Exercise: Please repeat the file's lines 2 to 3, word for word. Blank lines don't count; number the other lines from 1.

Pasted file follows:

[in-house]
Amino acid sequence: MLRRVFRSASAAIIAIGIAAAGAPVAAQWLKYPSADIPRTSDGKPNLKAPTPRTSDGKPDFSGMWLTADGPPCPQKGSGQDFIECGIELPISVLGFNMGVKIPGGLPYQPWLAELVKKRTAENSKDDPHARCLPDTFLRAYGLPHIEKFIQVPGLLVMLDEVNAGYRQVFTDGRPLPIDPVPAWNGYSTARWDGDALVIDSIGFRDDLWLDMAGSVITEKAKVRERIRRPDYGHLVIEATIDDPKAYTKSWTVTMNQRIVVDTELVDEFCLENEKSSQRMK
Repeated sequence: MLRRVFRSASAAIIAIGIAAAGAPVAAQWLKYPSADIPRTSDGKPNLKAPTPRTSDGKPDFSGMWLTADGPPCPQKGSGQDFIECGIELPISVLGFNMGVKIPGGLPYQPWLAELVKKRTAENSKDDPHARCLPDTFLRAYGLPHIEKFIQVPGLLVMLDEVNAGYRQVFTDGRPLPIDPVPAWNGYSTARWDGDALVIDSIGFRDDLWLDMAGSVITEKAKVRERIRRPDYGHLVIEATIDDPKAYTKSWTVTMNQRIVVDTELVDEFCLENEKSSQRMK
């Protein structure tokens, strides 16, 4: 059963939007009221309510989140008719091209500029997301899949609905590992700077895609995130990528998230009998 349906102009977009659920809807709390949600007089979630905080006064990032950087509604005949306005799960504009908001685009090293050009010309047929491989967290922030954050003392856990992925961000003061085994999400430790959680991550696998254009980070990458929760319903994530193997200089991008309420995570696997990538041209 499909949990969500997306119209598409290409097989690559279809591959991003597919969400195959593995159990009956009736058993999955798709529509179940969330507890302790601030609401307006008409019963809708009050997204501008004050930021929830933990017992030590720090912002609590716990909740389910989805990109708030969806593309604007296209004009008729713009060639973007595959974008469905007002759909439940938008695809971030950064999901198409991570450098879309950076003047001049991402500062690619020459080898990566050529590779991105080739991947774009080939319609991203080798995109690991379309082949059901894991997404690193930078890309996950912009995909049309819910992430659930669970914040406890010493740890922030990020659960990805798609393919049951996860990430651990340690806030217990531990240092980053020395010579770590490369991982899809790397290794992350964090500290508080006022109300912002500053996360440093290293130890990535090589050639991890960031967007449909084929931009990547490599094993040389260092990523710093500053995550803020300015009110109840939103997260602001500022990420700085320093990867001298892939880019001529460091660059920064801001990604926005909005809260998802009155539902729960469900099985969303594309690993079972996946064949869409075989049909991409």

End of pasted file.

Amino acid sequence: MLRRVFRSASAAIIAIGIAAAGAPVAAQWLKYPSADIPRTSDGKPNLKAPTPRTSDGKPDFSGMWLTADGPPCPQKGSGQDFIECGIELPISVLGFNMGVKIPGGLPYQPWLAELVKKRTAENSKDDPHARCLPDTFLRAYGLPHIEKFIQVPGLLVMLDEVNAGYRQVFTDGRPLPIDPVPAWNGYSTARWDGDALVIDSIGFRDDLWLDMAGSVITEKAKVRERIRRPDYGHLVIEATIDDPKAYTKSWTVTMNQRIVVDTELVDEFCLENEKSSQRMK
Repeated sequence: MLRRVFRSASAAIIAIGIAAAGAPVAAQWLKYPSADIPRTSDGKPNLKAPTPRTSDGKPDFSGMWLTADGPPCPQKGSGQDFIECGIELPISVLGFNMGVKIPGGLPYQPWLAELVKKRTAENSKDDPHARCLPDTFLRAYGLPHIEKFIQVPGLLVMLDEVNAGYRQVFTDGRPLPIDPVPAWNGYSTARWDGDALVIDSIGFRDDLWLDMAGSVITEKAKVRERIRRPDYGHLVIEATIDDPKAYTKSWTVTMNQRIVVDTELVDEFCLENEKSSQRMK